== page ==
Where wood shingles are applied over spaced sheathing, proper application starts with properly spaced sheathing. The sheathing should be spaced the same as the shingle exposure so that the roofer does not have to raise his nails too far. Properly spaced sheathing ensures a tighter and better roof. The measurement for spaced sheathing depends on the exposure of the shingles and is easy to figure out. Start with the second sheathing board as this is where the first row of shingles must be nailed. If the roof exposure is to be 125 mm (5 in), measure from the center of the second sheathing board and set the third board on a 125 mm (5 in) center from the second board. Now measure the space between the two boards and make a wooden gauge to space the rest of the sheathing.
The shingle edges should not be crammed together. Leave a 6.4 mm (1/4 in) space to prevent buckling. Always leave a side-lap of at least 38 mm (1 1/2 in) between side laps in successive courses. Try to prevent laying two joints in line if they are separated by only one course of shingles. This way, if the one shingle between the two joints ever splits there will be no leak. At the eave or drip edge always allow a 32 mm (1 1/4 in) to 38 mm (1 1/2 in) overhang. On gable roofs leave about a 19 mm to 25 mm (3/4 in- 1 in) overhang at the rake edge. Many roofers use the first joint in their index finger to gauge this overhang.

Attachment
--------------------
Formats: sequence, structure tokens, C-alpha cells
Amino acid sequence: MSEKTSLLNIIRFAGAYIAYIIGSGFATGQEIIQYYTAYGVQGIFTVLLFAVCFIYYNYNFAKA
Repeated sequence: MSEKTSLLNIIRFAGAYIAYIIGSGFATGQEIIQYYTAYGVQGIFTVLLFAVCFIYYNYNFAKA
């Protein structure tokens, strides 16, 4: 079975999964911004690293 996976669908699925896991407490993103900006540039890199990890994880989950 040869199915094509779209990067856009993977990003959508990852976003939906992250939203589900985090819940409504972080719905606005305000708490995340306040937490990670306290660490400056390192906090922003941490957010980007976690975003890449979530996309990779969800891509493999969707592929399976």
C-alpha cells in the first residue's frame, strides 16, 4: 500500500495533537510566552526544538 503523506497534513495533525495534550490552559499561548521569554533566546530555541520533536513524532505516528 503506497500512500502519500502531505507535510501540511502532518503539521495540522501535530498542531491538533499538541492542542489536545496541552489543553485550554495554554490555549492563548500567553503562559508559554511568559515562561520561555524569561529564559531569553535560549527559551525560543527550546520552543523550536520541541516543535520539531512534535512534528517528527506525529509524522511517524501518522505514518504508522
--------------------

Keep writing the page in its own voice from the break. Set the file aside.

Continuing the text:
Occasionally you may need a straight line at the drip edge to keep the starter course even. It is good practice to use a straight line if the edge is too crooked to gauge from, or the amount of overhang is too much to gauge easily.
Good application starts with selecting the proper wood shingles for the job. A good wood shingle roof assembly is never less than three layers thick. Consequently, the exposure of any given shingle must be slightly less than 1/3 the total length. If the roof pitch is 1:3, or more, allow a 125 mm (5 in) exposure for 400 mm (16 in) shingles, a 140 mm (5 1/2 in) exposure for 450 mm (18 in) shingles and a 189 mm (7 1/2 in) exposure for 600 mm (24 in) shingles. If the roof pitch is less than 1:3 but not below 1:4, allow a 95 mm (3 4/5 in) exposure for 400 mm (16 in) shingles, a 100 mm (4 in) exposure for 450 mm (18 in) shingles and a 146 mm (5 4/5 in) exposure for 600 mm (24 in) The figures above are the maximum recommended exposures for Number 1 Blue Label shingles. When applying Number 2 Red Label and Number 3 Black Label shingles, the exposures must be somewhat less, as recommended by the Cedar Shake and Shingle Bureau.
The nails are the next most important part of a wood shingle or shake roof. Use only rust resistant nails, either zinc coated or aluminium. Fasteners are recommended as meeting requirements of ASTM D153, Class D hot-dipped galvanized or Type 304, or Type 316 stainless-steel box nails. Use 3d, 32mm (1 1/4 in) nails for 400 mm (16 in) and 450 mm (18 in) wood shingles and 4d, 38 mm (1 1/2 in) nails for 600 mm (24 in) wood shingles. For re-roofs, use 6d, 50 mm (2 in) nails, and for hips and ridges 8d, 64 mm (2 1/2 in) nails may be needed. Never use bright, blue or steel wire nails as the bare iron is not compatible with the natural preservative in the wood shingles. In less than ten years the shingles will begin to dissolve the nails.